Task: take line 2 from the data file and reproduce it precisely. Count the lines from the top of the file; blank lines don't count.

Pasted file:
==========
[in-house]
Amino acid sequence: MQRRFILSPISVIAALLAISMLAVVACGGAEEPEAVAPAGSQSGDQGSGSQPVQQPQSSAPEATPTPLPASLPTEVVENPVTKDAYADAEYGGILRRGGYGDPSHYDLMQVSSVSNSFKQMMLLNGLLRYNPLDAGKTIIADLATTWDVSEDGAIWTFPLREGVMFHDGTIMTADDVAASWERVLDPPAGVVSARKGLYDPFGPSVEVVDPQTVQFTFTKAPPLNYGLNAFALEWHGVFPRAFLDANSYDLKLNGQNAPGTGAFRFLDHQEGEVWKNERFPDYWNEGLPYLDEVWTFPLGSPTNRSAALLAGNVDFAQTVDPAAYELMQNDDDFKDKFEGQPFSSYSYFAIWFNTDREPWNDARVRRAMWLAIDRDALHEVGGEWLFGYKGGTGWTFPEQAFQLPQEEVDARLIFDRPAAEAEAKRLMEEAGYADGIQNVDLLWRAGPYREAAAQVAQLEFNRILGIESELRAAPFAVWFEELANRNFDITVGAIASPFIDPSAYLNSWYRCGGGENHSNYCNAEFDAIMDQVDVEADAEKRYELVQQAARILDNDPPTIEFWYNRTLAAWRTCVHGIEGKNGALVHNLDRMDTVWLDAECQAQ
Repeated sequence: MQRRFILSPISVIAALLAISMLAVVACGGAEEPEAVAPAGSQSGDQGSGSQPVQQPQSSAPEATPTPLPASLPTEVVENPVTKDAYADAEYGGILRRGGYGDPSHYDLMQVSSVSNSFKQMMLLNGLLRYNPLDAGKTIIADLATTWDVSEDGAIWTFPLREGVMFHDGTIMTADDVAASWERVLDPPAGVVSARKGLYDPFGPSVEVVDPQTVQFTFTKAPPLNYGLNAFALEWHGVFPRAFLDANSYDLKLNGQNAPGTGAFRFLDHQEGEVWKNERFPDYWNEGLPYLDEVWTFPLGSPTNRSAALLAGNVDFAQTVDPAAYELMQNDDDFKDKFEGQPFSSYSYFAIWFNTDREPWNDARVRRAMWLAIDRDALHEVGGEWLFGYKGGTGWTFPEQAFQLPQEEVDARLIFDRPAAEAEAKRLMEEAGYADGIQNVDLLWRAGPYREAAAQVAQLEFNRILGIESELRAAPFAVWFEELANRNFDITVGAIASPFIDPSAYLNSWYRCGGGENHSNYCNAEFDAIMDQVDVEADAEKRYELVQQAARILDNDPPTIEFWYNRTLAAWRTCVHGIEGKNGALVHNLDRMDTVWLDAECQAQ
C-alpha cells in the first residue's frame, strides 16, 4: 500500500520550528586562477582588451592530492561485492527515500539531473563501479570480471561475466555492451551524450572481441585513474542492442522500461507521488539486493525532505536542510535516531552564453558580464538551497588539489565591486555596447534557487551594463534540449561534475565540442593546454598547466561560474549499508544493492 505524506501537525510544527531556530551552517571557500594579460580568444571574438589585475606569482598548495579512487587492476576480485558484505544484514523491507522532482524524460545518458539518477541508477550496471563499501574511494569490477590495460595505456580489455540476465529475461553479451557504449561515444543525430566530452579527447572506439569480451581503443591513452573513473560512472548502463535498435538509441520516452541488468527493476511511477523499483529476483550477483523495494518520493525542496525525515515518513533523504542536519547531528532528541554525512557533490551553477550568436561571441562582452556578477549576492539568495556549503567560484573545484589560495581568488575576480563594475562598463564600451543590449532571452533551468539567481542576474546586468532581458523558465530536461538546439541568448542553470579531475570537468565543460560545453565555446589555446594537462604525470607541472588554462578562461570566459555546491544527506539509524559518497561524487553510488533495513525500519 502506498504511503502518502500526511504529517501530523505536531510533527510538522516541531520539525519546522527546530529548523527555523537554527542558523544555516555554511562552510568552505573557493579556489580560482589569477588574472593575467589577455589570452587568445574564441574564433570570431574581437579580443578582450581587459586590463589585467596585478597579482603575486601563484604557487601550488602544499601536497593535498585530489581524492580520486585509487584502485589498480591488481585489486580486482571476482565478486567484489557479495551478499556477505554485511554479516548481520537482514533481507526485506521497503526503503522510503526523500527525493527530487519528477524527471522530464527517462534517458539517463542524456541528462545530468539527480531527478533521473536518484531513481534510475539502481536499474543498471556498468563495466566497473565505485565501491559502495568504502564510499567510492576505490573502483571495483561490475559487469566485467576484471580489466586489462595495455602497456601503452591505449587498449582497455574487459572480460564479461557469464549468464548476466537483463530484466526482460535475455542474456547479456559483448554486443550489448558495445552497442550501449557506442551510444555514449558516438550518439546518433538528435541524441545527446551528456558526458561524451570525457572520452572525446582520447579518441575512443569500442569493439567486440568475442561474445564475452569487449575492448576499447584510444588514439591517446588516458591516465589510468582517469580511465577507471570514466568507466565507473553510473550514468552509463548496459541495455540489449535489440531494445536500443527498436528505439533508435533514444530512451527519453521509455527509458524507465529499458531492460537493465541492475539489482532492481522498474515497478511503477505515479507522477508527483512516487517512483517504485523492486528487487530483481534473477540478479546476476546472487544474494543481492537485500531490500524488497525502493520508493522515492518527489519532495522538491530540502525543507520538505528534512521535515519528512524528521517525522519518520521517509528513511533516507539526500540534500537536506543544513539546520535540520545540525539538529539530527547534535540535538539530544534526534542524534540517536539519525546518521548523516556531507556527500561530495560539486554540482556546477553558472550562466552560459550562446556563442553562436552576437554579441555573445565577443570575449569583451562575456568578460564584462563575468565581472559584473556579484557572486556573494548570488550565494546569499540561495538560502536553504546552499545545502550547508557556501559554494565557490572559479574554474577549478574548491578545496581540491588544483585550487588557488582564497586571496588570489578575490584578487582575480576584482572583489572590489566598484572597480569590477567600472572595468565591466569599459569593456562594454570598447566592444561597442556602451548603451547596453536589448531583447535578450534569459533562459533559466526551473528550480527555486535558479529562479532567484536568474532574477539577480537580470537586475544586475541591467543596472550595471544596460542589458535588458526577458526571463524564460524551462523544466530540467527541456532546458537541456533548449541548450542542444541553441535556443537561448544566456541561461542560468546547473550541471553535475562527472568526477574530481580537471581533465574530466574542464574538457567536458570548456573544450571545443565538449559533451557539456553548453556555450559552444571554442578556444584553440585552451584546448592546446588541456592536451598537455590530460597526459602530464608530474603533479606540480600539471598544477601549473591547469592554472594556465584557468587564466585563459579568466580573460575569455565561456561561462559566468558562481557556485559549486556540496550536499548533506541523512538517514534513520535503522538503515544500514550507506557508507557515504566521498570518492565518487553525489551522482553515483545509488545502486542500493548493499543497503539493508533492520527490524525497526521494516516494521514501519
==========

Amino acid sequence: MQRRFILSPISVIAALLAISMLAVVACGGAEEPEAVAPAGSQSGDQGSGSQPVQQPQSSAPEATPTPLPASLPTEVVENPVTKDAYADAEYGGILRRGGYGDPSHYDLMQVSSVSNSFKQMMLLNGLLRYNPLDAGKTIIADLATTWDVSEDGAIWTFPLREGVMFHDGTIMTADDVAASWERVLDPPAGVVSARKGLYDPFGPSVEVVDPQTVQFTFTKAPPLNYGLNAFALEWHGVFPRAFLDANSYDLKLNGQNAPGTGAFRFLDHQEGEVWKNERFPDYWNEGLPYLDEVWTFPLGSPTNRSAALLAGNVDFAQTVDPAAYELMQNDDDFKDKFEGQPFSSYSYFAIWFNTDREPWNDARVRRAMWLAIDRDALHEVGGEWLFGYKGGTGWTFPEQAFQLPQEEVDARLIFDRPAAEAEAKRLMEEAGYADGIQNVDLLWRAGPYREAAAQVAQLEFNRILGIESELRAAPFAVWFEELANRNFDITVGAIASPFIDPSAYLNSWYRCGGGENHSNYCNAEFDAIMDQVDVEADAEKRYELVQQAARILDNDPPTIEFWYNRTLAAWRTCVHGIEGKNGALVHNLDRMDTVWLDAECQAQ